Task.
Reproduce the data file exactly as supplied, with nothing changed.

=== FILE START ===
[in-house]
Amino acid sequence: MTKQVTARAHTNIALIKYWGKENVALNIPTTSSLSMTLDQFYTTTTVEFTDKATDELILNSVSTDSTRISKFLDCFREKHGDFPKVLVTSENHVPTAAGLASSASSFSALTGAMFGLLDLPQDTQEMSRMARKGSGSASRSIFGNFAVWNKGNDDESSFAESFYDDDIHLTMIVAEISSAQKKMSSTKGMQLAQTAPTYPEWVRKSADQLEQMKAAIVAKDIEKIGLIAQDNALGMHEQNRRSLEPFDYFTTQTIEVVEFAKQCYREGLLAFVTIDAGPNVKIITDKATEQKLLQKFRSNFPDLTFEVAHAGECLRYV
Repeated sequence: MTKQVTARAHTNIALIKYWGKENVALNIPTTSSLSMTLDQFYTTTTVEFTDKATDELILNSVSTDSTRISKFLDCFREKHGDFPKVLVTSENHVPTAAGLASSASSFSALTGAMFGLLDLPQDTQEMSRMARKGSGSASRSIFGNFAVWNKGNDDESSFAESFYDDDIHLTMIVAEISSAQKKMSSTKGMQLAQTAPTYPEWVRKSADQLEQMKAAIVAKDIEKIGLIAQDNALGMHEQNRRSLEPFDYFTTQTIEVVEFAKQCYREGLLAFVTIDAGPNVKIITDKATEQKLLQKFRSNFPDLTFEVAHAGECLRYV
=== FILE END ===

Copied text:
[in-house]
Amino acid sequence: MTKQVTARAHTNIALIKYWGKENVALNIPTTSSLSMTLDQFYTTTTVEFTDKATDELILNSVSTDSTRISKFLDCFREKHGDFPKVLVTSENHVPTAAGLASSASSFSALTGAMFGLLDLPQDTQEMSRMARKGSGSASRSIFGNFAVWNKGNDDESSFAESFYDDDIHLTMIVAEISSAQKKMSSTKGMQLAQTAPTYPEWVRKSADQLEQMKAAIVAKDIEKIGLIAQDNALGMHEQNRRSLEPFDYFTTQTIEVVEFAKQCYREGLLAFVTIDAGPNVKIITDKATEQKLLQKFRSNFPDLTFEVAHAGECLRYV
Repeated sequence: MTKQVTARAHTNIALIKYWGKENVALNIPTTSSLSMTLDQFYTTTTVEFTDKATDELILNSVSTDSTRISKFLDCFREKHGDFPKVLVTSENHVPTAAGLASSASSFSALTGAMFGLLDLPQDTQEMSRMARKGSGSASRSIFGNFAVWNKGNDDESSFAESFYDDDIHLTMIVAEISSAQKKMSSTKGMQLAQTAPTYPEWVRKSADQLEQMKAAIVAKDIEKIGLIAQDNALGMHEQNRRSLEPFDYFTTQTIEVVEFAKQCYREGLLAFVTIDAGPNVKIITDKATEQKLLQKFRSNFPDLTFEVAHAGECLRYV